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Deep k-Means: Re-Training and Parameter Sharing with Harder Cluster Assignments for Compressing Deep Convolutions
Date: 2018/7/26             Browse: 49

Speaker:     Junru Wu. TAMU

Time:          14:00—15:00, July 26 

Location:    Room 1A-200, SIST Building

Host:          Prof. Shenghua Gao


The current trend of pushing CNNs deeper with convolutions has created a pressing demand to achieve higher compression gains on CNNs where convolutions dominate the computation and parameter amount (e.g., GoogLeNet, ResNet and Wide ResNet). Further, the high energy consumption of convolutions limits its deployment on mobile devices. To this end, we proposed a simple yet effective scheme for compressing convolutions though applying k-means clustering on the weights, compression is achieved through weight-sharing, by only recording K cluster centers and weight assignment indexes. We then introduced a novel spectrally relaxed k-means regularization, which tends to make hard assignments of convolutional layer weights to K learned cluster centers during re-training. We additionally propose an improved set of metrics to estimate energy consumption of CNN hardware implementations, whose estimation results are verified to be consistent with previously proposed energy estimation tool extrapolated from actual hardware measurements. We finally evaluated Deep k-Means across several CNN models in terms of both compression ratio and energy consumption reduction, observing promising results without incurring accuracy loss.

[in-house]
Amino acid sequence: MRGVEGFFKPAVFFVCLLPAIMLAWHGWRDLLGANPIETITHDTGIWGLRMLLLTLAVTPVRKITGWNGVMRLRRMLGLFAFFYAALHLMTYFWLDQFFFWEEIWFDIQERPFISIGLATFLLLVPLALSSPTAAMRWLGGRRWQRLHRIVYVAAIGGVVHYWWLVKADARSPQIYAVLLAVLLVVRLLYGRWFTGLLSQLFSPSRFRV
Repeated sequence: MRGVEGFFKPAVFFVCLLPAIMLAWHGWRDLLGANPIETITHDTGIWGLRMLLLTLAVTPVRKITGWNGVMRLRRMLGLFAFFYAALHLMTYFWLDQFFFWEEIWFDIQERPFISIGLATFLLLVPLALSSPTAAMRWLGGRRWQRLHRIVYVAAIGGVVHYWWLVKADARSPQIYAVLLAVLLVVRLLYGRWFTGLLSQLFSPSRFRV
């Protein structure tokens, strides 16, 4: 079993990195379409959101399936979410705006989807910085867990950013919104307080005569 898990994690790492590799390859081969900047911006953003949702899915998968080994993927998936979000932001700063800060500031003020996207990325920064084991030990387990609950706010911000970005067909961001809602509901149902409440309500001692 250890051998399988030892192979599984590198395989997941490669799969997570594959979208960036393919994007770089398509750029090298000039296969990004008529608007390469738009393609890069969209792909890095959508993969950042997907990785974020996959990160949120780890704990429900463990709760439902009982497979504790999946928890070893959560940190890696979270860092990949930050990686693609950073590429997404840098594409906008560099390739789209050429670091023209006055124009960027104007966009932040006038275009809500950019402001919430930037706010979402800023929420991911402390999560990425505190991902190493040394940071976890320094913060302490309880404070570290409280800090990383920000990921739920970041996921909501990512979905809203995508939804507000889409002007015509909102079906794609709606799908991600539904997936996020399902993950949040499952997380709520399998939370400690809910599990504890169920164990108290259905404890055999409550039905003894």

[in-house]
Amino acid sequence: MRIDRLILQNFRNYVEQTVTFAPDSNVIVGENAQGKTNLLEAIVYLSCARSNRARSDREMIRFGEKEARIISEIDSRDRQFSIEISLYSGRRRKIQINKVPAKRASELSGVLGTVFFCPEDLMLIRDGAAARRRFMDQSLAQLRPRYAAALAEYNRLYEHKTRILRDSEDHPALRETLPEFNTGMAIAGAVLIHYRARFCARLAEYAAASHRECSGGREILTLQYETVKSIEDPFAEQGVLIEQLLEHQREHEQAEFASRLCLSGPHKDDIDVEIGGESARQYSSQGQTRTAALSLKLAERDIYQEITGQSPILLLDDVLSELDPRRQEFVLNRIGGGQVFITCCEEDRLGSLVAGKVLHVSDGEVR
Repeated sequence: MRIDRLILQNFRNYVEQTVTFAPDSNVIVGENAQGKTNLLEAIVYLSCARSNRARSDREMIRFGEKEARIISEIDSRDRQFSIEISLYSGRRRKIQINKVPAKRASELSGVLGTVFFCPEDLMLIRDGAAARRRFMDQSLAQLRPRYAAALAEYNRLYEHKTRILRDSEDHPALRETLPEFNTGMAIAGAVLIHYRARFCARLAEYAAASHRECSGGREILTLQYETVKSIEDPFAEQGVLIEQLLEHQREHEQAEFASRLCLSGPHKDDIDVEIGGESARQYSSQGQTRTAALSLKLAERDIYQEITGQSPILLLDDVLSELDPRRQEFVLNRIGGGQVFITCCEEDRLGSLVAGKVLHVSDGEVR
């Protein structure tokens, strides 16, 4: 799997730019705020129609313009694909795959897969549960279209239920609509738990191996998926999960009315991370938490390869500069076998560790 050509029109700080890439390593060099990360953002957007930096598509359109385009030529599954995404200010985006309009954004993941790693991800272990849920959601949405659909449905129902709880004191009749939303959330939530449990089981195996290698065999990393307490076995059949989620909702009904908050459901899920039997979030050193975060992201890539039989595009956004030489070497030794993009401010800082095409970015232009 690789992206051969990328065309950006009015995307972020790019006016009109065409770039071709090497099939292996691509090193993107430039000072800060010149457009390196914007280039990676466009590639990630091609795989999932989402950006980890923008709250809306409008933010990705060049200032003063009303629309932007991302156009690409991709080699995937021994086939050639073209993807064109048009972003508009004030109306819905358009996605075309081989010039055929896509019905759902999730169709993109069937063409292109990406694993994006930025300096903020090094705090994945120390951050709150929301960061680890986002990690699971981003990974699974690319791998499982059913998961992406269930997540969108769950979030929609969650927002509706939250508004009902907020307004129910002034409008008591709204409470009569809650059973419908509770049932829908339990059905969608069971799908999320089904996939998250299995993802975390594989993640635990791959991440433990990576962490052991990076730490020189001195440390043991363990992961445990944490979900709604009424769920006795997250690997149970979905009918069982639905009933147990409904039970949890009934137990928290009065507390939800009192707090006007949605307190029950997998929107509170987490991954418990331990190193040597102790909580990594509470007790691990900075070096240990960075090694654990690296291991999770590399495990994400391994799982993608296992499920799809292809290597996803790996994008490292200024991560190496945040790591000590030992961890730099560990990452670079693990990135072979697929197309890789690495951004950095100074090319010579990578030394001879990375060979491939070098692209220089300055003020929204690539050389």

Junru Wu received the BE degree in Electrical Engineering from Tongji University in 2016. From 2016 to 2017, he was a research assistant at ShanghaiTech University, under the supervision of Prof. Shenghua Gao. He is currently a Ph.D. student at the Visual Informatics Group at Texas A&M University (VITA), supervised by Prof. Zhangyang Wang. He is also working closely with Dr. Xiang Yu and Dr. Manmohan Chandraker at NEC Labs America. His research interests lie in the broad areas of deep learning and computer vision, specifically including image restoration, saliency detection, and deep network compression. His recent works have been published in IEEE TPAMI, ICML, CVPR and IJCAI. He is part of the winning team in CVPR 2018 UG2 Prize Competition.

SIST-Seminar 18068